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Notre Dame restoration could use utilise 3D models and videogame assets

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17th April 2019

The hugely damaging fire at France’s Notre-Dame de Paris may have destroyed the roof and iconic spire of the 850-year-old cathedral, but not the stone structure nor the famous towers thanks to a heroic effort by firefighters on Monday.

Now as immediate planning & preparation begin for the historic structure’s reconstruction – computer technology, specifically 3D modelling - could play an important role in restoring it to its former Gothic glory.

Historian Andrew Tallon made laser scans of Notre Damn back in 2015, whereby distances between points in the structure were measured to an accuracy of within 5mm.  Some fifty or so scans were then stitched together in 3D with highly detailed panoramic photographs mapped over them to create an astoundingly accurate and three-dimensional model.  You can take a look at Andrew's work here. (YouTube)

It’s digital resources like this, that capture both our historical and contemporary buildings for posterity, that could prove invaluable to restoration and construction experts looking to return a damaged building to it’s former state with as much accuracy as possible.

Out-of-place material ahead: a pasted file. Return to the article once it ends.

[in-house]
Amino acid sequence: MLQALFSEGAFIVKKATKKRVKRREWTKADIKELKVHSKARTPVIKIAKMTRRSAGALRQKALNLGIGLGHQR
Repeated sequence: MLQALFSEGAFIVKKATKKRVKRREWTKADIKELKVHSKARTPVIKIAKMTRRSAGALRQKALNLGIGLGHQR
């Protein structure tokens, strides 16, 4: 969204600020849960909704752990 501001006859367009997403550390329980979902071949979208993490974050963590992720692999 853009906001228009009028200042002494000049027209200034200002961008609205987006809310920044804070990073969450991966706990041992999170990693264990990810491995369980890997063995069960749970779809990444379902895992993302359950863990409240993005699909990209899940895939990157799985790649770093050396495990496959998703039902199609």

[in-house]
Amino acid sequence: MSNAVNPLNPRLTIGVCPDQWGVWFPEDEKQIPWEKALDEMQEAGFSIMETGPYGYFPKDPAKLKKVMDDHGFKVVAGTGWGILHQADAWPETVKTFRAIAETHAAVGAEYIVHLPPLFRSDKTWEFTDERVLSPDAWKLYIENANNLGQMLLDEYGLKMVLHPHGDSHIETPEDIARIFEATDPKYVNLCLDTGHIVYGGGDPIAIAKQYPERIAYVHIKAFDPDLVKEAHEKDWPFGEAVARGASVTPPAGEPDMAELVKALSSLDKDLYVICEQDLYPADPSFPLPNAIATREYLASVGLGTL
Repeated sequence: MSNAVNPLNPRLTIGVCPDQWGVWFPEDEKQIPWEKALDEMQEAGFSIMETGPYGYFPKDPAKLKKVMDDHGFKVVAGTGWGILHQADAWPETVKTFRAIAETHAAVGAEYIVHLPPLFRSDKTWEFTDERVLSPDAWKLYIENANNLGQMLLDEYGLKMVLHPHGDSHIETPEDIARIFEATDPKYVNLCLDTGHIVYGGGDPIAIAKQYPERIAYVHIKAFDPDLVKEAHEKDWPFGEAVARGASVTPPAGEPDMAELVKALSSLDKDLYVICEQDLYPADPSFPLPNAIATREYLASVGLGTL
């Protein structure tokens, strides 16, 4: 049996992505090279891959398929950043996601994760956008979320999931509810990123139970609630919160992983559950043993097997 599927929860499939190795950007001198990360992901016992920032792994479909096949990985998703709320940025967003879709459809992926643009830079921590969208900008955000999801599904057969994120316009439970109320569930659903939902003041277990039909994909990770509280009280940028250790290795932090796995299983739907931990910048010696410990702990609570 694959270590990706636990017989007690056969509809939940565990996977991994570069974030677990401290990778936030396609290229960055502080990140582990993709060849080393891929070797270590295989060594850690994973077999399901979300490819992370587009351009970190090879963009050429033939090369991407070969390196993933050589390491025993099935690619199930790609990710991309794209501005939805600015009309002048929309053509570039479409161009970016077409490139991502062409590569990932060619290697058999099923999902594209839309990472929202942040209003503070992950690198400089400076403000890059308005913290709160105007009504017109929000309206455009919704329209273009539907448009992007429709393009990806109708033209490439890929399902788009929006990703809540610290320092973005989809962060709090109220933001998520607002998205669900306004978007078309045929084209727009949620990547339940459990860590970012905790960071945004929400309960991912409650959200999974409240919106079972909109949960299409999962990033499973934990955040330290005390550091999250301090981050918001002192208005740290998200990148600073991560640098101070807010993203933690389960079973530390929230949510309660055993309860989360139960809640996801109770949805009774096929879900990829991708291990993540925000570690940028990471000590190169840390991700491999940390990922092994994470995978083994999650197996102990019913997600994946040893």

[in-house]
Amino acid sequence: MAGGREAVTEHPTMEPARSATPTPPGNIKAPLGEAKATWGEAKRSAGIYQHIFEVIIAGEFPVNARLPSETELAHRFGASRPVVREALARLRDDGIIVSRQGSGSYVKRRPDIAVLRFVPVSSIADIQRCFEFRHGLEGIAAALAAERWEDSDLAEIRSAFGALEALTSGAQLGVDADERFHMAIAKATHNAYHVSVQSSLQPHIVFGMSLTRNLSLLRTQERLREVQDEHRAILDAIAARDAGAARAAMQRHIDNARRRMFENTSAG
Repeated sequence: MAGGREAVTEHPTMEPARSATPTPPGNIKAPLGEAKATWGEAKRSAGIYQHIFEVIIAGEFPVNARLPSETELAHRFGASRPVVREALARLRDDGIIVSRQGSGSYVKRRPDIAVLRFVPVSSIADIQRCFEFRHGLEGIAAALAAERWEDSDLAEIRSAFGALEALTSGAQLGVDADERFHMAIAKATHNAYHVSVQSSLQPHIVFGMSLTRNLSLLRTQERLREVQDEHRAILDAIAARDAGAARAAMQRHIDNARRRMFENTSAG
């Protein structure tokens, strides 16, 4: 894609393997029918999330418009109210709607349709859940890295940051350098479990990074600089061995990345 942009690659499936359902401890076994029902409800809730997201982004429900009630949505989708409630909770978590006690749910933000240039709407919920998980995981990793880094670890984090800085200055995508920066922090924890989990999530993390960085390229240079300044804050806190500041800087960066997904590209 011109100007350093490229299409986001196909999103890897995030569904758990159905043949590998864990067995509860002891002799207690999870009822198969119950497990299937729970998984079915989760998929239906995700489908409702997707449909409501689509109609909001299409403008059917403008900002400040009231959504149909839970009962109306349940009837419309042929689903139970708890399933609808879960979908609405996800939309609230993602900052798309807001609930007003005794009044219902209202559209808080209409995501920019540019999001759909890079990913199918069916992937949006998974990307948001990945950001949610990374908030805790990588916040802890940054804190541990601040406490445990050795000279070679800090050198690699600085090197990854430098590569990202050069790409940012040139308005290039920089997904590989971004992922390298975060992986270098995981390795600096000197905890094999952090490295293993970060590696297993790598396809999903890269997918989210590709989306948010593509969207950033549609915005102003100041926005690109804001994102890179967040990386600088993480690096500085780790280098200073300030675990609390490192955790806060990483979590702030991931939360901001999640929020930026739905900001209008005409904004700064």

Various online news items are also touting a different, perhaps less obvious source of historical detail: The 3D Notre-Dame de Paris that appeared in the videogame: ‘Assassin’s Creed Unity’. (Pictured Top)

Level artist Caroline Miousse who worked on the 2014 game’s digital representation of the famous land mark spent 14 months obsessing over photographic details and building the in-game location and allegedly was concerned about preserving accuracy down to the individual brick level.  A stroll (or rather climb!) around the cathedral in-game might be a familiar and accessible starting point for some of those involved in a restoration task of such magnitude.  Whilst the developer Ubiosoft Montréal has said it has not yet been approached in an official capacity they have stated that they would lend their expertise to help in any way they can, whilst also pledging €500,000 to restoration efforts. 

The increasing use of BIM (Building Information Modelling) in large scale construction project lends itself well to both these types of digital assets which could theoretically be shared with the numerous parties and contractors who may become involved in the future rebuilding work.  There is more and more crossover with regard to careers in construction, architectural design and creative digital skills and pursuits.  You can explore some of the possibilities here on icanbea…

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